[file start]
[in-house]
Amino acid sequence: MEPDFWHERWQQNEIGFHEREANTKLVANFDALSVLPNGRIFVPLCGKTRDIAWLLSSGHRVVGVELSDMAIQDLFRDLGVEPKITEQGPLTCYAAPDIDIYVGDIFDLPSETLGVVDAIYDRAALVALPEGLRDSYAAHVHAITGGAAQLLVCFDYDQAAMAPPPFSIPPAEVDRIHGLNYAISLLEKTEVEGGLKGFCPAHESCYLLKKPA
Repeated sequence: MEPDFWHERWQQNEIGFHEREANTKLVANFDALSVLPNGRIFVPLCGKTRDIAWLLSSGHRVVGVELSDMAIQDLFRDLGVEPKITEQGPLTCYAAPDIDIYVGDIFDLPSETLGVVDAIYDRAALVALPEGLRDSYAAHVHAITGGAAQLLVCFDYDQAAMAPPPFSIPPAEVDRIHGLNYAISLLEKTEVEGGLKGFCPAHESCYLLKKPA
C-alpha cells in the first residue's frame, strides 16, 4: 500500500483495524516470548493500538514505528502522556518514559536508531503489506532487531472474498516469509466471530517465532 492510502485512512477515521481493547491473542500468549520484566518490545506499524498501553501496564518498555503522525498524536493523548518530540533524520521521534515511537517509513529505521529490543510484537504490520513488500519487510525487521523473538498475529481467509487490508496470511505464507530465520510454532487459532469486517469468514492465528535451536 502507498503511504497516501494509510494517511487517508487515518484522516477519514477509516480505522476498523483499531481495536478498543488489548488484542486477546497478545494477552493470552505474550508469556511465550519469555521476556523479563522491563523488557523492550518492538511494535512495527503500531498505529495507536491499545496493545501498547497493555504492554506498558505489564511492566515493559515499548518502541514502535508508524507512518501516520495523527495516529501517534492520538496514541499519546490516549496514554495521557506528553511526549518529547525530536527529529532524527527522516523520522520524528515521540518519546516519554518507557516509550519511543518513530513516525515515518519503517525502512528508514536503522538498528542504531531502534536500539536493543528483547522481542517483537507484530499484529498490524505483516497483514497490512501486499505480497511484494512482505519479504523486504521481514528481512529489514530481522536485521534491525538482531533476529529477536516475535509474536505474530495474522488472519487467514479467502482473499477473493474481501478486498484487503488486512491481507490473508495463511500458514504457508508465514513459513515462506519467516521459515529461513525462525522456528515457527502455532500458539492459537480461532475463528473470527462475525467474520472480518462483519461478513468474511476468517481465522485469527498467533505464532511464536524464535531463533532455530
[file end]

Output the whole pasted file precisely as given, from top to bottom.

[in-house]
Amino acid sequence: MEPDFWHERWQQNEIGFHEREANTKLVANFDALSVLPNGRIFVPLCGKTRDIAWLLSSGHRVVGVELSDMAIQDLFRDLGVEPKITEQGPLTCYAAPDIDIYVGDIFDLPSETLGVVDAIYDRAALVALPEGLRDSYAAHVHAITGGAAQLLVCFDYDQAAMAPPPFSIPPAEVDRIHGLNYAISLLEKTEVEGGLKGFCPAHESCYLLKKPA
Repeated sequence: MEPDFWHERWQQNEIGFHEREANTKLVANFDALSVLPNGRIFVPLCGKTRDIAWLLSSGHRVVGVELSDMAIQDLFRDLGVEPKITEQGPLTCYAAPDIDIYVGDIFDLPSETLGVVDAIYDRAALVALPEGLRDSYAAHVHAITGGAAQLLVCFDYDQAAMAPPPFSIPPAEVDRIHGLNYAISLLEKTEVEGGLKGFCPAHESCYLLKKPA
C-alpha cells in the first residue's frame, strides 16, 4: 500500500483495524516470548493500538514505528502522556518514559536508531503489506532487531472474498516469509466471530517465532 492510502485512512477515521481493547491473542500468549520484566518490545506499524498501553501496564518498555503522525498524536493523548518530540533524520521521534515511537517509513529505521529490543510484537504490520513488500519487510525487521523473538498475529481467509487490508496470511505464507530465520510454532487459532469486517469468514492465528535451536 502507498503511504497516501494509510494517511487517508487515518484522516477519514477509516480505522476498523483499531481495536478498543488489548488484542486477546497478545494477552493470552505474550508469556511465550519469555521476556523479563522491563523488557523492550518492538511494535512495527503500531498505529495507536491499545496493545501498547497493555504492554506498558505489564511492566515493559515499548518502541514502535508508524507512518501516520495523527495516529501517534492520538496514541499519546490516549496514554495521557506528553511526549518529547525530536527529529532524527527522516523520522520524528515521540518519546516519554518507557516509550519511543518513530513516525515515518519503517525502512528508514536503522538498528542504531531502534536500539536493543528483547522481542517483537507484530499484529498490524505483516497483514497490512501486499505480497511484494512482505519479504523486504521481514528481512529489514530481522536485521534491525538482531533476529529477536516475535509474536505474530495474522488472519487467514479467502482473499477473493474481501478486498484487503488486512491481507490473508495463511500458514504457508508465514513459513515462506519467516521459515529461513525462525522456528515457527502455532500458539492459537480461532475463528473470527462475525467474520472480518462483519461478513468474511476468517481465522485469527498467533505464532511464536524464535531463533532455530